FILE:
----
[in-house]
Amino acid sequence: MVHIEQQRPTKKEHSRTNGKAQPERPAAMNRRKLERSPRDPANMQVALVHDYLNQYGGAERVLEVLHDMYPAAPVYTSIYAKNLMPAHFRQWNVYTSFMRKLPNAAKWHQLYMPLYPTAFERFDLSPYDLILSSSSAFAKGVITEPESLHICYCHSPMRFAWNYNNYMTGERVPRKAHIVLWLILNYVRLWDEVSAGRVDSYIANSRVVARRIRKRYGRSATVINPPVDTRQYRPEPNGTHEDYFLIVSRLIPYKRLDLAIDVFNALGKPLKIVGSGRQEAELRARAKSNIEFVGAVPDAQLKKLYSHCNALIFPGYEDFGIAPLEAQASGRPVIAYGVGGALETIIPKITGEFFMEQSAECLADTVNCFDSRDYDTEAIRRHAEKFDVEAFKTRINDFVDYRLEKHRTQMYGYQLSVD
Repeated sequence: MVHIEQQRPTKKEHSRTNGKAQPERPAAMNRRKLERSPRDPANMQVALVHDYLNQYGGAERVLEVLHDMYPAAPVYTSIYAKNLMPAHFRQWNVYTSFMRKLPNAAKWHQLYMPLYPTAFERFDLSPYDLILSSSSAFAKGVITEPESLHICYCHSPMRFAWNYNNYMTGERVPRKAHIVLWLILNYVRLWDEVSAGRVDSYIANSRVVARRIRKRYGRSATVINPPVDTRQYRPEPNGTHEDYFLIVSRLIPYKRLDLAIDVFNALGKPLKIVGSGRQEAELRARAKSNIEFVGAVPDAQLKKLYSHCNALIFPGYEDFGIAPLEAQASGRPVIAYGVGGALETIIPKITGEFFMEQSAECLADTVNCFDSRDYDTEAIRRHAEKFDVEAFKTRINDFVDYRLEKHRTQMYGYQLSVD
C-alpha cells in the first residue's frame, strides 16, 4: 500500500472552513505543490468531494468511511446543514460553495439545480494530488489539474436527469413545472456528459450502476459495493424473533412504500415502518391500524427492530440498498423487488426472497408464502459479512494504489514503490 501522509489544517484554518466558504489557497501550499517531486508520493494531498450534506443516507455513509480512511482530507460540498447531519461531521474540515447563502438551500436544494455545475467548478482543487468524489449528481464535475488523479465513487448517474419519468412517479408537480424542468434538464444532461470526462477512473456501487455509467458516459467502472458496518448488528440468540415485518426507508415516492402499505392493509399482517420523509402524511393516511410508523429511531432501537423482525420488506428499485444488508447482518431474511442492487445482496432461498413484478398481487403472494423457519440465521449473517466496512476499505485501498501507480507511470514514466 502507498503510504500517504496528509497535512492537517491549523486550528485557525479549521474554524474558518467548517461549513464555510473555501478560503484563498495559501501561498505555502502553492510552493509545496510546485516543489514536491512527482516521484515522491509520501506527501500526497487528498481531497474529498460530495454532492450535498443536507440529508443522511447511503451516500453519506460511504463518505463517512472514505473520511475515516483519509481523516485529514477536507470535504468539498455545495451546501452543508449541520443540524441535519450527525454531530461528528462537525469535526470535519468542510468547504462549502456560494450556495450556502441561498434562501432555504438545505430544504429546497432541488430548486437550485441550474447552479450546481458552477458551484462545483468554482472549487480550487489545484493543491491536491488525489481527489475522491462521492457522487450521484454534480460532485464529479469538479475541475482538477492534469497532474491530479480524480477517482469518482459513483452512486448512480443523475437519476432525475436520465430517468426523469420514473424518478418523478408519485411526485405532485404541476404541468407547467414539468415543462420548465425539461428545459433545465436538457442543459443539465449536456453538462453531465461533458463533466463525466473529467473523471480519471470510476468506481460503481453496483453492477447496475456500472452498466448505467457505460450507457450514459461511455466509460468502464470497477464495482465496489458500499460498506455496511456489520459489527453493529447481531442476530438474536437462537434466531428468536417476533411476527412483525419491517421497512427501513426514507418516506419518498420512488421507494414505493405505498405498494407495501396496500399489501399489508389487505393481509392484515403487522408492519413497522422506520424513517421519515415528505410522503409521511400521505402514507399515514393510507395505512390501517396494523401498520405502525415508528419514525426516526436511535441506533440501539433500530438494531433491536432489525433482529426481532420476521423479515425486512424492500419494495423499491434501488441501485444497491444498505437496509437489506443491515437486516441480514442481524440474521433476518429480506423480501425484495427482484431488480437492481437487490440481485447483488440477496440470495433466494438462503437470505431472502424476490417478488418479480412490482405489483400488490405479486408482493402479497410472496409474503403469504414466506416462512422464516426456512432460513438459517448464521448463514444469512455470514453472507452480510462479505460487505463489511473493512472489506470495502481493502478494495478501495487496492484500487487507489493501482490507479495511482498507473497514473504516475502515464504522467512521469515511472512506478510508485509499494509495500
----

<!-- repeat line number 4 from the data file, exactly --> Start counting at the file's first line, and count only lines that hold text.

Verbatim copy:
C-alpha cells in the first residue's frame, strides 16, 4: 500500500472552513505543490468531494468511511446543514460553495439545480494530488489539474436527469413545472456528459450502476459495493424473533412504500415502518391500524427492530440498498423487488426472497408464502459479512494504489514503490 501522509489544517484554518466558504489557497501550499517531486508520493494531498450534506443516507455513509480512511482530507460540498447531519461531521474540515447563502438551500436544494455545475467548478482543487468524489449528481464535475488523479465513487448517474419519468412517479408537480424542468434538464444532461470526462477512473456501487455509467458516459467502472458496518448488528440468540415485518426507508415516492402499505392493509399482517420523509402524511393516511410508523429511531432501537423482525420488506428499485444488508447482518431474511442492487445482496432461498413484478398481487403472494423457519440465521449473517466496512476499505485501498501507480507511470514514466 502507498503510504500517504496528509497535512492537517491549523486550528485557525479549521474554524474558518467548517461549513464555510473555501478560503484563498495559501501561498505555502502553492510552493509545496510546485516543489514536491512527482516521484515522491509520501506527501500526497487528498481531497474529498460530495454532492450535498443536507440529508443522511447511503451516500453519506460511504463518505463517512472514505473520511475515516483519509481523516485529514477536507470535504468539498455545495451546501452543508449541520443540524441535519450527525454531530461528528462537525469535526470535519468542510468547504462549502456560494450556495450556502441561498434562501432555504438545505430544504429546497432541488430548486437550485441550474447552479450546481458552477458551484462545483468554482472549487480550487489545484493543491491536491488525489481527489475522491462521492457522487450521484454534480460532485464529479469538479475541475482538477492534469497532474491530479480524480477517482469518482459513483452512486448512480443523475437519476432525475436520465430517468426523469420514473424518478418523478408519485411526485405532485404541476404541468407547467414539468415543462420548465425539461428545459433545465436538457442543459443539465449536456453538462453531465461533458463533466463525466473529467473523471480519471470510476468506481460503481453496483453492477447496475456500472452498466448505467457505460450507457450514459461511455466509460468502464470497477464495482465496489458500499460498506455496511456489520459489527453493529447481531442476530438474536437462537434466531428468536417476533411476527412483525419491517421497512427501513426514507418516506419518498420512488421507494414505493405505498405498494407495501396496500399489501399489508389487505393481509392484515403487522408492519413497522422506520424513517421519515415528505410522503409521511400521505402514507399515514393510507395505512390501517396494523401498520405502525415508528419514525426516526436511535441506533440501539433500530438494531433491536432489525433482529426481532420476521423479515425486512424492500419494495423499491434501488441501485444497491444498505437496509437489506443491515437486516441480514442481524440474521433476518429480506423480501425484495427482484431488480437492481437487490440481485447483488440477496440470495433466494438462503437470505431472502424476490417478488418479480412490482405489483400488490405479486408482493402479497410472496409474503403469504414466506416462512422464516426456512432460513438459517448464521448463514444469512455470514453472507452480510462479505460487505463489511473493512472489506470495502481493502478494495478501495487496492484500487487507489493501482490507479495511482498507473497514473504516475502515464504522467512521469515511472512506478510508485509499494509495500